The study of numerical methods and machine algorithms for systems modeling and computations exhibits widely applicable themes reaching far and beyond delivering outputs to calculator operations. Such themes and concepts are made explicit in Numerical Analysis (Math 128A) at UC Berkeley, which I had the pleasure of taking under the instruction of Professor John Strain.

Because lectures by Strain are orthogonal (but complementary) to many ideas in three textbooks used for the course and their presentation thereof, I took extensive notes on material covered in lecture. I hope my compiled lecture notes are of some help to others interested in the subject or even its broader implications. A sample is shown below:

Present throughout this course is the theme of taking an initial guess to a complicated problem and constructing an iteration that brings us closer to (reducing error from) a correct solution. The applicability of this concept is direct and immediate in the sense that in solving our everyday problems, we often simply take the current best course of action. Evaluating results, fine-tuning our solution can yield better results.

In numerical analysis, we treat this concept precisely. For example, to numerically compute a root of a function, we can construct a fixed point iteration and reduce error at each step. With additional conditions satisfied (a la Newton), we even have (higher orders of) rapid convergence to the desired solution. For a system modeled by differential equations, discretization and construction of a linear system can reduce the problem particularly into matrix system. In performing matrix machine operations, iterative refinement can yield truly powerful results.

Even in real-life problems, where there may be a number of ways to solve a problem, there are usually conditions for when one solution performs more favorably over another. A student of mathematics interested in optimization may want to classify these families of solutions and apply metrics to determine conditions for optimality of a given solution.

This is no different in quantitative problems, where such measures typically incorporate precision of accuracy and computation cost. For instance, having a desired solution to more digits of accuracy may be the difference between a failed project and one that is successful.

Suppose a plane experiences sudden complications in the middle of attempting to land. In a dire situation like this, it may be tempting to say this problem is entirely now in the hands of the pilot (surely this is what pilot training is for)! However, this dismisses entire teams of players involved in this real-life problem, starting with the engineers, systems designers, with the pilot as the absolute last in line. An engineer designing the computer systems for the plane must a priori consider these scenarios, pre-determining constraints that ensure the delivery of automatic computations with various real-time variables within a few seconds of computation, to some 'good enough' precision of accuracy to ensure safety.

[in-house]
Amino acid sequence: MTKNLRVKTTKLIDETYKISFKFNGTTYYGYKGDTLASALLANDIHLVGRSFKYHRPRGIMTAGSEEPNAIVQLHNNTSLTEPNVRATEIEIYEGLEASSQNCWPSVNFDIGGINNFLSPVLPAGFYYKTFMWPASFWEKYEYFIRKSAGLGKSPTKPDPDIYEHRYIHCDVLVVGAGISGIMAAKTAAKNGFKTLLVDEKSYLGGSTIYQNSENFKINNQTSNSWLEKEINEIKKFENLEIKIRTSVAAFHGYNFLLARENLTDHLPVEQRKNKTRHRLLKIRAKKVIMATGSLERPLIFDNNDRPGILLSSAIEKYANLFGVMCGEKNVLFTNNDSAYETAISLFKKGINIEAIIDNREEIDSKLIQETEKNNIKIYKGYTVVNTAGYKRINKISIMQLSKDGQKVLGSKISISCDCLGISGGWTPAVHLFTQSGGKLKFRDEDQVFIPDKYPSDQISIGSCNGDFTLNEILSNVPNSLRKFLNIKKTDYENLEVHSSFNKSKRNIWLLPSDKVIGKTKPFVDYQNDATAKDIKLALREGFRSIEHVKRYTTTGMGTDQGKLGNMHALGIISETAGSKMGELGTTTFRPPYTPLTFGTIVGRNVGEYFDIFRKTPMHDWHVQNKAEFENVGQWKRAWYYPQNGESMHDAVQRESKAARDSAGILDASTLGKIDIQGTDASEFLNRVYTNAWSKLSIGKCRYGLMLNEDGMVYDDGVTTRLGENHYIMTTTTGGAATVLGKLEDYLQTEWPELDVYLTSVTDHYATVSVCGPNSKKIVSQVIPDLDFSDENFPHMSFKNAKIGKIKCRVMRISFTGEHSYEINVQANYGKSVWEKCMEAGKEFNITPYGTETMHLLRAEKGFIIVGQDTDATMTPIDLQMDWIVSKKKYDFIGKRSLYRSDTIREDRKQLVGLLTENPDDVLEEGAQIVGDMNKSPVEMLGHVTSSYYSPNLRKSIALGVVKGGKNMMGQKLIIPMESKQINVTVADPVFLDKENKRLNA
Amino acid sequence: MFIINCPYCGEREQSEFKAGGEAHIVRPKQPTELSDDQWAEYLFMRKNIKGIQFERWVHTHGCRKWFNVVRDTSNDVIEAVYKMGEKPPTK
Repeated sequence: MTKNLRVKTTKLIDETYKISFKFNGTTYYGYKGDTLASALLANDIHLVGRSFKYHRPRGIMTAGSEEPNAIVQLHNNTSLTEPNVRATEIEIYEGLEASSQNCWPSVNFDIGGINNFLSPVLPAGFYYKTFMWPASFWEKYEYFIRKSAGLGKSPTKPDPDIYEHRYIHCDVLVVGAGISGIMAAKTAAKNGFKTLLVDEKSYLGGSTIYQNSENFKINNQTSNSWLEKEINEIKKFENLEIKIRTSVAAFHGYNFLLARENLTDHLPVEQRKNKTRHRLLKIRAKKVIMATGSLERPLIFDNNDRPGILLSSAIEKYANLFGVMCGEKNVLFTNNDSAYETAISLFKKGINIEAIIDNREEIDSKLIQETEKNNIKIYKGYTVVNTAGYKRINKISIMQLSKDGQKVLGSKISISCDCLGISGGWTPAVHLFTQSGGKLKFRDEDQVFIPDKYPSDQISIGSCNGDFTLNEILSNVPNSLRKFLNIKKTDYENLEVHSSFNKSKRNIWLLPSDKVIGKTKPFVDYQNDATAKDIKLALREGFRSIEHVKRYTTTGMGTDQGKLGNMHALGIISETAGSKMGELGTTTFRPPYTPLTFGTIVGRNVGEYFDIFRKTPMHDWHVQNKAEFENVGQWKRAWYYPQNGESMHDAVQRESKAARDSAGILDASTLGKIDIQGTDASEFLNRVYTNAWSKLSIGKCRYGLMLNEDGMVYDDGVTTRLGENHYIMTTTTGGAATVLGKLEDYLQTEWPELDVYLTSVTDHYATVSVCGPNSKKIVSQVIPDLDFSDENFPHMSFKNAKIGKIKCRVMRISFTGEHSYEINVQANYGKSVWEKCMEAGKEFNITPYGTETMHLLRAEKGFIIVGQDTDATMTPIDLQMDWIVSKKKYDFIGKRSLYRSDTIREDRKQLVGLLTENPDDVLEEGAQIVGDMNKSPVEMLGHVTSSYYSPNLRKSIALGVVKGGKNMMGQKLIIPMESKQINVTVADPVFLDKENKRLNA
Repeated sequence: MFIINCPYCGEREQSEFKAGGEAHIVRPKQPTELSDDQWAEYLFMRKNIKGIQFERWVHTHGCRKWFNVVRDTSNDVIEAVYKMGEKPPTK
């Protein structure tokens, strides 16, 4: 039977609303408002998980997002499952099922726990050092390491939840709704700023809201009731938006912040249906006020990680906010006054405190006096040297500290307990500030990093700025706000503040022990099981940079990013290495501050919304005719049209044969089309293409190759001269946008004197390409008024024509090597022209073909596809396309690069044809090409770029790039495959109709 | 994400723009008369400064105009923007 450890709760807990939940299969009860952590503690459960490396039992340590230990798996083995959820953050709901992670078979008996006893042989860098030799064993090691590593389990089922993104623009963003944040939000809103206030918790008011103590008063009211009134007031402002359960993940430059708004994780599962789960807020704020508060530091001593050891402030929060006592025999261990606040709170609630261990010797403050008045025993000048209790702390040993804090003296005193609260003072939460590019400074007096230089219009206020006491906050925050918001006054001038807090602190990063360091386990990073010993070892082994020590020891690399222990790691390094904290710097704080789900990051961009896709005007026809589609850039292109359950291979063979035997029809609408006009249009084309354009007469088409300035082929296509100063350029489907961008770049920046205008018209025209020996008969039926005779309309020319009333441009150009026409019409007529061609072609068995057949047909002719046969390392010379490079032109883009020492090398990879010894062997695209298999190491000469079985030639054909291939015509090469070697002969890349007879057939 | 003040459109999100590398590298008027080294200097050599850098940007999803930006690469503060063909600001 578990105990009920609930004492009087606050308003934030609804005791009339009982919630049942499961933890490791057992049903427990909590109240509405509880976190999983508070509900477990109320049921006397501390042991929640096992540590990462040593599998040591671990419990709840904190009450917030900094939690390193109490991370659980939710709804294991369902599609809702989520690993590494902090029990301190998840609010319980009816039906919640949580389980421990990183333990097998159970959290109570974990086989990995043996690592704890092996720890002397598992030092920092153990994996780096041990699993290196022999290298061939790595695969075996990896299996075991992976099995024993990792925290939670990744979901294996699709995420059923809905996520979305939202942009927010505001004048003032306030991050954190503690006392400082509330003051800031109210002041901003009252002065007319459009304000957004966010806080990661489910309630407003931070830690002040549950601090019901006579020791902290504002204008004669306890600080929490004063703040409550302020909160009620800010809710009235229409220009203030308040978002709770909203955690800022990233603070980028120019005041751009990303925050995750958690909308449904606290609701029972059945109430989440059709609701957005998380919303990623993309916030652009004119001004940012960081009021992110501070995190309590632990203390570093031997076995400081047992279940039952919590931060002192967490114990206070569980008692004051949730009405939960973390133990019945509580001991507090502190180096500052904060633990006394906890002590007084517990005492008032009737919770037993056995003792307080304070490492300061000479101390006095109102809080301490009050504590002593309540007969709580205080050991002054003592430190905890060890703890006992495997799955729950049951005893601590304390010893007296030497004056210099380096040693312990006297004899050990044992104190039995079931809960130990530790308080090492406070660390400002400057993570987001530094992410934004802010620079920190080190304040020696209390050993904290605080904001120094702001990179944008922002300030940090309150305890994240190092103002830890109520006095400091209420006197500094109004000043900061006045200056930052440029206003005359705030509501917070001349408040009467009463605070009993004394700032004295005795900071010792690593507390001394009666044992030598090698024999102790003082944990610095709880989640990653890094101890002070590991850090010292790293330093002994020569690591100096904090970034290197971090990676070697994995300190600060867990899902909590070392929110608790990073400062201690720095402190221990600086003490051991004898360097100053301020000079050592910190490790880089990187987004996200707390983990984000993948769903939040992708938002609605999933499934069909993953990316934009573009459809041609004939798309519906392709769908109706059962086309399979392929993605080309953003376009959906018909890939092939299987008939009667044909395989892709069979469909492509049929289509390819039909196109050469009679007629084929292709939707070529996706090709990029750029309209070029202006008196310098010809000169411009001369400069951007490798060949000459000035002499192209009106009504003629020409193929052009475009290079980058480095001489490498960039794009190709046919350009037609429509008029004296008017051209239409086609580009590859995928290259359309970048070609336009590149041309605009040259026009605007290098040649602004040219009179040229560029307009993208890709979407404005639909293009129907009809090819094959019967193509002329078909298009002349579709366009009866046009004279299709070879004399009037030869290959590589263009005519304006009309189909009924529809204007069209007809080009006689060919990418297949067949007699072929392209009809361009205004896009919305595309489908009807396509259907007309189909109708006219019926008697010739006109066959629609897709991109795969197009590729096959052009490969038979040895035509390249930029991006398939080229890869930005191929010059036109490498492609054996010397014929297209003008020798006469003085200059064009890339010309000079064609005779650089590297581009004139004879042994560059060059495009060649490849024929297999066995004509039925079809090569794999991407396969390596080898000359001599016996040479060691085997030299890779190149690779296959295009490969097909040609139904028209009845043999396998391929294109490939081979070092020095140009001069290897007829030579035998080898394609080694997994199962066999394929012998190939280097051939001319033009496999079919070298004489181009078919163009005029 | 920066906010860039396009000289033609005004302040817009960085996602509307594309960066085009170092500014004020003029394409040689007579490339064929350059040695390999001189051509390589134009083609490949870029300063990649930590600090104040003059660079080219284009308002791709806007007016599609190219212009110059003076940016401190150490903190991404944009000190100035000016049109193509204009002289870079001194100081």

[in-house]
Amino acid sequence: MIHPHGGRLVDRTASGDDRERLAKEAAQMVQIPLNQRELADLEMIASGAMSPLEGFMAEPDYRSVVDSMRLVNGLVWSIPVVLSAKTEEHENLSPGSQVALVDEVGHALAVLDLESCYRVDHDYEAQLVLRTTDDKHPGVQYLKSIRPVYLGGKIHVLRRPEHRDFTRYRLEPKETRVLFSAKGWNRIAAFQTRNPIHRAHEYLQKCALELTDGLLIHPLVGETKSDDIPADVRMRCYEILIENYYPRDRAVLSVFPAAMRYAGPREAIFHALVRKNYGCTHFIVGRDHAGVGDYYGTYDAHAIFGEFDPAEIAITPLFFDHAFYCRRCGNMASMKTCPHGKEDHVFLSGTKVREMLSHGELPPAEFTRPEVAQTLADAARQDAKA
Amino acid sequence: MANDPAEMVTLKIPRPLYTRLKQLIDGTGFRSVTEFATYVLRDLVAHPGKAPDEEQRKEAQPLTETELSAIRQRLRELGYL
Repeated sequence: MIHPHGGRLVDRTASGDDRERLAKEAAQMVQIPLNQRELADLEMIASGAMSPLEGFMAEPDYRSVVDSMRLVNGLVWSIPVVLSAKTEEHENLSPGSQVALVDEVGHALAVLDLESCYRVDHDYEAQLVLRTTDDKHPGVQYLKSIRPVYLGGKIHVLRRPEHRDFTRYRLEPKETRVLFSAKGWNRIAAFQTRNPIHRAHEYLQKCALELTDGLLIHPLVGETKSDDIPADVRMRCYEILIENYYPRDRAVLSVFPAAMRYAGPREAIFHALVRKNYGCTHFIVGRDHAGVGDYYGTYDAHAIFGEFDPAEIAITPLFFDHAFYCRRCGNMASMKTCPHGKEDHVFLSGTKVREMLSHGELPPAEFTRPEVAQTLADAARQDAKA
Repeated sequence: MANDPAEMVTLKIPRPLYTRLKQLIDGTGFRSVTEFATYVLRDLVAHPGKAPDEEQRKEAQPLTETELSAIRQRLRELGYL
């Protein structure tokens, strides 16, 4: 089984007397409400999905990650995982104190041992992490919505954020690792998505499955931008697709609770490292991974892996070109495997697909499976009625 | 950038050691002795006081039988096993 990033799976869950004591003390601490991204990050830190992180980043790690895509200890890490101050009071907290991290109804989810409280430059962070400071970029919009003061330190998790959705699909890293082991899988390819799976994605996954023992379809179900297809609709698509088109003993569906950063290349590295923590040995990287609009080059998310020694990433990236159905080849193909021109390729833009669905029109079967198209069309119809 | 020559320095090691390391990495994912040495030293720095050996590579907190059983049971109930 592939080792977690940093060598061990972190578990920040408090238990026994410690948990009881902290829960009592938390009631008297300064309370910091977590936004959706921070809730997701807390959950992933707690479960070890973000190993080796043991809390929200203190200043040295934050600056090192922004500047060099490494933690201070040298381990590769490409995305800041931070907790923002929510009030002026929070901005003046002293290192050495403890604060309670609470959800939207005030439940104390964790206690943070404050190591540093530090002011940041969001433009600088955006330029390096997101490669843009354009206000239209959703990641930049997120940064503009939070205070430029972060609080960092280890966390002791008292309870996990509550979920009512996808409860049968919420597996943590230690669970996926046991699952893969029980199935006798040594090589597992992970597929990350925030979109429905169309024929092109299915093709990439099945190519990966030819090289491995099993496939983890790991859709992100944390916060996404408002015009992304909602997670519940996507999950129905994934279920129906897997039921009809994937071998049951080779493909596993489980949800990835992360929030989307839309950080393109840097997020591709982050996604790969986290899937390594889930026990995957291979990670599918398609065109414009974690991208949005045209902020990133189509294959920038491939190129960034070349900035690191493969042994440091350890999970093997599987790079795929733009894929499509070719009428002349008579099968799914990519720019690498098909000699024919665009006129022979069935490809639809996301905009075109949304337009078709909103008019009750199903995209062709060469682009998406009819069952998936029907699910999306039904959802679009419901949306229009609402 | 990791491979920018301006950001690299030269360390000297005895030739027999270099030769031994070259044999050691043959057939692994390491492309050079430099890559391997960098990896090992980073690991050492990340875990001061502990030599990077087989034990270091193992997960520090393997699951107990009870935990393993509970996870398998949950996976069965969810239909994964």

In complex business problems, analysts might run in circles comparing projections and results in hopes of driving a critical business decision. However, it may be that a decision is required by the end of the week. In situations like these, error (and risk) analyses is imperative to understanding potential limitations of computed results. Placing bounds to understand worst-case scenarios combined with a probabilistic treatment is perhaps the most optimal approach to complex situations like these (and may accentuate the importance of an actuary to access business risk). Regardless, as business decisions of today are almost always data-driven, it is imperative for the data analyst and actuary to develop an understanding of numerical methods and be aware of strengths and limitations of particular machine calculations and algorithms.

## == Math 128A, UC Berkeley ==

Lecture notes for the course are made available by lecture topic below, as well as compiled into a single document as above.